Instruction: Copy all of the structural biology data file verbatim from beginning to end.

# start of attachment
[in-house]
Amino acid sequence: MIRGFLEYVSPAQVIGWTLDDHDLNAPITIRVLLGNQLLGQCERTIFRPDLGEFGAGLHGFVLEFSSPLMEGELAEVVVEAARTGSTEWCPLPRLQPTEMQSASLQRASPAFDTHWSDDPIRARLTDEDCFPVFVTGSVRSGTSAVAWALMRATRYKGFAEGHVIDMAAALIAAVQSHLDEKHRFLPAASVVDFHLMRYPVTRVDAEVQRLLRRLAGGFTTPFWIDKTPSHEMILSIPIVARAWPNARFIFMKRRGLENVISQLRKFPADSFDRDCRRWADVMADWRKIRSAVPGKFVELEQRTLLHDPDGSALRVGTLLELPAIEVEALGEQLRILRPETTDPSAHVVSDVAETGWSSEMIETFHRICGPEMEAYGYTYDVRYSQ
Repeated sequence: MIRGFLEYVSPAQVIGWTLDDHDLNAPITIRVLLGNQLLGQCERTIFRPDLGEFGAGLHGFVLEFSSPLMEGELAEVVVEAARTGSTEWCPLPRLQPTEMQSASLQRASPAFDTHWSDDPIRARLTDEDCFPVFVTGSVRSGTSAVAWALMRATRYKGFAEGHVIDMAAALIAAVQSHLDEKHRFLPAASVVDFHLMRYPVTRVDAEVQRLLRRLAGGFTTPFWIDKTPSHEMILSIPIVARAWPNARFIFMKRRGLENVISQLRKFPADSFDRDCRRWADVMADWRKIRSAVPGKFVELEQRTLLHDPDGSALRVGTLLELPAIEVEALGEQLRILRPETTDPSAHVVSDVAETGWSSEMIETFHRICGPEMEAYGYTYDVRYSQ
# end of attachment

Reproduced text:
[in-house]
Amino acid sequence: MIRGFLEYVSPAQVIGWTLDDHDLNAPITIRVLLGNQLLGQCERTIFRPDLGEFGAGLHGFVLEFSSPLMEGELAEVVVEAARTGSTEWCPLPRLQPTEMQSASLQRASPAFDTHWSDDPIRARLTDEDCFPVFVTGSVRSGTSAVAWALMRATRYKGFAEGHVIDMAAALIAAVQSHLDEKHRFLPAASVVDFHLMRYPVTRVDAEVQRLLRRLAGGFTTPFWIDKTPSHEMILSIPIVARAWPNARFIFMKRRGLENVISQLRKFPADSFDRDCRRWADVMADWRKIRSAVPGKFVELEQRTLLHDPDGSALRVGTLLELPAIEVEALGEQLRILRPETTDPSAHVVSDVAETGWSSEMIETFHRICGPEMEAYGYTYDVRYSQ
Repeated sequence: MIRGFLEYVSPAQVIGWTLDDHDLNAPITIRVLLGNQLLGQCERTIFRPDLGEFGAGLHGFVLEFSSPLMEGELAEVVVEAARTGSTEWCPLPRLQPTEMQSASLQRASPAFDTHWSDDPIRARLTDEDCFPVFVTGSVRSGTSAVAWALMRATRYKGFAEGHVIDMAAALIAAVQSHLDEKHRFLPAASVVDFHLMRYPVTRVDAEVQRLLRRLAGGFTTPFWIDKTPSHEMILSIPIVARAWPNARFIFMKRRGLENVISQLRKFPADSFDRDCRRWADVMADWRKIRSAVPGKFVELEQRTLLHDPDGSALRVGTLLELPAIEVEALGEQLRILRPETTDPSAHVVSDVAETGWSSEMIETFHRICGPEMEAYGYTYDVRYSQ